This is a blog created to help document some of the activities taking place at Child Central Station.
|Posted by childcentralstation on May 25, 2010 at 8:17 AM||comments (0)|
After some thought and consideration, I have opted to move our blog. You can now read our blog posts at: www.childcentralstation.blogspot.com. The website here will remain as our website, but the blog will run through blogspot.com.
Thanks for stopping by!
|Posted by childcentralstation on May 20, 2010 at 12:22 PM||comments (5)|
Today, we tested out our xylophone with our hands and a variety of different wooden sticks and spoons.
The next part of our project was to load up a 2x4 with various kitchen instruments. We are still in the process of completing this step, as the morning slipped away from us! The hot sun this afternoon will have to pass before we get started again.
We did have a lot of fun testing each lid as we attached it to the structure:
Pot lids make excellent cymbals!
And they also sound like "bells" when you hit them with a wooden spoon!
We're off to a great start! More to come as our music area progresses!
|Posted by childcentralstation on May 19, 2010 at 9:55 PM||comments (3)|
I've wanted to make an outdoor area for music for quite some time. We had a new fence installed around the play area, and my thought was to put a HUGE xylophone on the fence, like the one we saw mounted on the wall at the U.P. Children's Museum. However, after being inspired with additional ideas for an outdoor area through following Teach Preschool on Facebook, we have opted to create an entire section of our outdoor play space to making music!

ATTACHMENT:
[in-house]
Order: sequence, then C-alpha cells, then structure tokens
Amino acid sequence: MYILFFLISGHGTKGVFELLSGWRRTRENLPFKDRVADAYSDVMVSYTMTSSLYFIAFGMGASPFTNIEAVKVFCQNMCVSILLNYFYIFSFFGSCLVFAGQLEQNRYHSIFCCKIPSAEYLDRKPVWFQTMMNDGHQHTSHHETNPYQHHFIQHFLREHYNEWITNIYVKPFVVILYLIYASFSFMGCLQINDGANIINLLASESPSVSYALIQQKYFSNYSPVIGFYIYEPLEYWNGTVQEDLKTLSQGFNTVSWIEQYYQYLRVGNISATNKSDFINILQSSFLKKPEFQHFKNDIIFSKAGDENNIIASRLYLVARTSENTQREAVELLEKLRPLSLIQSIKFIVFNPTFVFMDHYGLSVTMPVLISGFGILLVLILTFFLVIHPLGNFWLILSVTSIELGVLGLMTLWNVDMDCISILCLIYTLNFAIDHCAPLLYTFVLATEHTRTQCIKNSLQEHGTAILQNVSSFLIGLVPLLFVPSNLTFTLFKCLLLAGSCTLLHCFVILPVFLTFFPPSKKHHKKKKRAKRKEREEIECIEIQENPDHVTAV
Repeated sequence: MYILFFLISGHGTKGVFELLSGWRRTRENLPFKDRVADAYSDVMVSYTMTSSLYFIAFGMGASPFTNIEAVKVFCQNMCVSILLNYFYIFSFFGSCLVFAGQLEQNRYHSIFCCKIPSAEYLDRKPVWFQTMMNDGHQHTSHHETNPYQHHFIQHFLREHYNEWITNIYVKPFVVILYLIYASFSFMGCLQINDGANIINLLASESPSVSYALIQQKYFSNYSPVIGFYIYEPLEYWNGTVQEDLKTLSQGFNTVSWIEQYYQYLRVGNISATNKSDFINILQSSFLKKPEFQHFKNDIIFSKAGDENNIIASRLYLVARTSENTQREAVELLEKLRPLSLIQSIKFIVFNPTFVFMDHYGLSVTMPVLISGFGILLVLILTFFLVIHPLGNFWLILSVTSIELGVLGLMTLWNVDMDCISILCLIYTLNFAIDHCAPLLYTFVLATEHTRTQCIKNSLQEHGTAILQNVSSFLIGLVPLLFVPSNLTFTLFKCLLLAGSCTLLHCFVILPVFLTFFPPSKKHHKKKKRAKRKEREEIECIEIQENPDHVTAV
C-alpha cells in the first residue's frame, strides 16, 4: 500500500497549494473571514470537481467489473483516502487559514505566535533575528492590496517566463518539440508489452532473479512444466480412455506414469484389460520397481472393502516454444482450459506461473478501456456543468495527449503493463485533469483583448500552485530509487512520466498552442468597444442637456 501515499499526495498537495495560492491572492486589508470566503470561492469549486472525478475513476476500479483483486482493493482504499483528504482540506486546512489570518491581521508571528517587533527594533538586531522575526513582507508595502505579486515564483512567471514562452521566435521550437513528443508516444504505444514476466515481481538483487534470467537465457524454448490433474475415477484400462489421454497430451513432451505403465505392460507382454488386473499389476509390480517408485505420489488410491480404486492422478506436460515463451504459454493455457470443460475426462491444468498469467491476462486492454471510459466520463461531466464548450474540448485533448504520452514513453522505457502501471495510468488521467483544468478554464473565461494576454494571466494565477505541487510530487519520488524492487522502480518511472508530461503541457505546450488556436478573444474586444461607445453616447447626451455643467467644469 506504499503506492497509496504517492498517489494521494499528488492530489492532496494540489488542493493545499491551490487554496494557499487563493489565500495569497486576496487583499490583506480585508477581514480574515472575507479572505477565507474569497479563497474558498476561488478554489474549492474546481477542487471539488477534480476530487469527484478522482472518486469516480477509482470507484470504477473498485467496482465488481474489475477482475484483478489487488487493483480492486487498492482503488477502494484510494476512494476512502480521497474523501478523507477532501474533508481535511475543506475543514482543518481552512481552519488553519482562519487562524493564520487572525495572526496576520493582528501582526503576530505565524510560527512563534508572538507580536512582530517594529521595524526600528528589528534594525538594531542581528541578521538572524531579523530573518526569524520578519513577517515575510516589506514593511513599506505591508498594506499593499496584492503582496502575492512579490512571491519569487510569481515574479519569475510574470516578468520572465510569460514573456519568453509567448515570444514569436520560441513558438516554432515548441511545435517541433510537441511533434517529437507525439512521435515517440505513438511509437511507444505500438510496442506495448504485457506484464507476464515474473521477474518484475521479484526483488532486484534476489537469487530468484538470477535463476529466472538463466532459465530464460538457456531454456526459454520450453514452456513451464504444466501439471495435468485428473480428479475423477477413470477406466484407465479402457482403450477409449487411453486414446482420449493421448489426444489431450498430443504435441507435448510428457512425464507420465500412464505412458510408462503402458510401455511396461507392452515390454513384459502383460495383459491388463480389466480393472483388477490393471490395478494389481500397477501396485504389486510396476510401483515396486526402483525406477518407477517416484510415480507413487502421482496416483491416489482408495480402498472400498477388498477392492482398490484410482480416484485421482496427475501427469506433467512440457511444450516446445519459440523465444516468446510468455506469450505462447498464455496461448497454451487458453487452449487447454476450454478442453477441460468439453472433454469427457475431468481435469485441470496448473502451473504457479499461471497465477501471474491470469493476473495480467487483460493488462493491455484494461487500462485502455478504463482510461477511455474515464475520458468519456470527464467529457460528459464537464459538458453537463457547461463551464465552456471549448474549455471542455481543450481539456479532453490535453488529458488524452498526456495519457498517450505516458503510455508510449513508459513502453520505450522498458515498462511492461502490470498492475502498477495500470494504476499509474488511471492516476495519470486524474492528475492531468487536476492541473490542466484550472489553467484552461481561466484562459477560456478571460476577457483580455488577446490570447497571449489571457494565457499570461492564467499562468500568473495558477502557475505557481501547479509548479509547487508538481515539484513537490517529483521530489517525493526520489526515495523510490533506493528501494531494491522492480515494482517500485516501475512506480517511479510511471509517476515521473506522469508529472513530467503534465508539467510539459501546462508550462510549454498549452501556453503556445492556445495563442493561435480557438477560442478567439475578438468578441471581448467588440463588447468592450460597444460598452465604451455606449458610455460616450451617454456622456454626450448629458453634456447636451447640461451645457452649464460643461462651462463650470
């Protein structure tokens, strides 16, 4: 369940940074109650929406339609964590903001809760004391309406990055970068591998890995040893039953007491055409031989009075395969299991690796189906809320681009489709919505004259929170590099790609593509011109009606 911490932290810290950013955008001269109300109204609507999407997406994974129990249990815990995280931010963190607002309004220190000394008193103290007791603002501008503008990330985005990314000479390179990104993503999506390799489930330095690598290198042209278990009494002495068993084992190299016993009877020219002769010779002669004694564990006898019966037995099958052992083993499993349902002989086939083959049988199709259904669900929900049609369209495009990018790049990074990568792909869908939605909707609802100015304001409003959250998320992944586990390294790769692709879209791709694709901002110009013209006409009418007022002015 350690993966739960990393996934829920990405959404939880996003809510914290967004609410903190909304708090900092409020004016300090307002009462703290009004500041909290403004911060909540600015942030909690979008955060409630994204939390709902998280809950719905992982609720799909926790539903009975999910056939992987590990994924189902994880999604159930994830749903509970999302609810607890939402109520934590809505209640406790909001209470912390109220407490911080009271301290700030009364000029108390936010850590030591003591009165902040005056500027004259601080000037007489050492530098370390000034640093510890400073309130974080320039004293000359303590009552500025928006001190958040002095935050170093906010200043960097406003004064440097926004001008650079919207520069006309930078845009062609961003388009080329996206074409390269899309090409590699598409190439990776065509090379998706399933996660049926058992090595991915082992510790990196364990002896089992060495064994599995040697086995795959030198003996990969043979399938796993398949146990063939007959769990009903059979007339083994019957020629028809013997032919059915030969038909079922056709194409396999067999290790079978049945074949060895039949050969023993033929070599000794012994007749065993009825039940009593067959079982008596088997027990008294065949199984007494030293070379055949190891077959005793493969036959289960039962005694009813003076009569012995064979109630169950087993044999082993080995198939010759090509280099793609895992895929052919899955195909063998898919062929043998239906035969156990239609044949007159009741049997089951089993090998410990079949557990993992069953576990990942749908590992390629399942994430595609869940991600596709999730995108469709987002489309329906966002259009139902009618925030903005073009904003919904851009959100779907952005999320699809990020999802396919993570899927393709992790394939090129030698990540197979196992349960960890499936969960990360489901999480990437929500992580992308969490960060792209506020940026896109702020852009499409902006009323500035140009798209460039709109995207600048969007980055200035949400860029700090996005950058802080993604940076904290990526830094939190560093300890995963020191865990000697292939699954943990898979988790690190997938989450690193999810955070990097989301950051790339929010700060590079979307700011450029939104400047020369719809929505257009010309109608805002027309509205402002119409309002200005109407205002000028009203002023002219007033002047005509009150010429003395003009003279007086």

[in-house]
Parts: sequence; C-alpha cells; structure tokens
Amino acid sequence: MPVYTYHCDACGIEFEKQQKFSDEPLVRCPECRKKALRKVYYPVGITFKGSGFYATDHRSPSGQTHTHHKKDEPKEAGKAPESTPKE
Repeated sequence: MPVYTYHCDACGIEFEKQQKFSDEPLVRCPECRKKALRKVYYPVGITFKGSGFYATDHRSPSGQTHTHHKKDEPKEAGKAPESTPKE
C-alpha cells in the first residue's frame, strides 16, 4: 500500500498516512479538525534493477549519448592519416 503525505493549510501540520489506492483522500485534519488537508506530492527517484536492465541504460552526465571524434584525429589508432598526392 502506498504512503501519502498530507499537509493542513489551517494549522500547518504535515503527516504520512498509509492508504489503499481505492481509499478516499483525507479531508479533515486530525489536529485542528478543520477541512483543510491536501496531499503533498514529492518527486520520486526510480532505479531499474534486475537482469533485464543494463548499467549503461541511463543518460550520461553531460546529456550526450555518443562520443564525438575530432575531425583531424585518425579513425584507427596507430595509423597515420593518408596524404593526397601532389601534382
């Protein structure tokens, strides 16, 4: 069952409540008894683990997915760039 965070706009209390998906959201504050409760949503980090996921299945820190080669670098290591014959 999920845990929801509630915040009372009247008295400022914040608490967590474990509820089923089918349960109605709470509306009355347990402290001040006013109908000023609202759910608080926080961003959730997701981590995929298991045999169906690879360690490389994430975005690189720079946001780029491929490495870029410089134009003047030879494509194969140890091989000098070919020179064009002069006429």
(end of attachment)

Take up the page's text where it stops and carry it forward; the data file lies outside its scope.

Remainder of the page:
The first project for our Music area was a Giant Xylophone. Here are a few photos as we worked to put it together.
This photo is of our temporary installation. Due to the size of the xylophone, we need to reinforce it with wood, as the string is not strong enough to account for gravity.
The xylophone is made out of scrap 2x4 pieces. We started with a 10" piece and cut pieces up to 40" long, each piece being 2" longer than the previous. The children had fun counting by twos. Unfortunately, the camera battery needed to be charged when we started our project. A couple of children helped to measure the pieces to be cut with a circular saw. Then each piece was drilled 3" from each end to allow for the string to be thread. The sanding of the pieces was quite lengthly; Two different groups of children helped to sand all of the pieces over two days.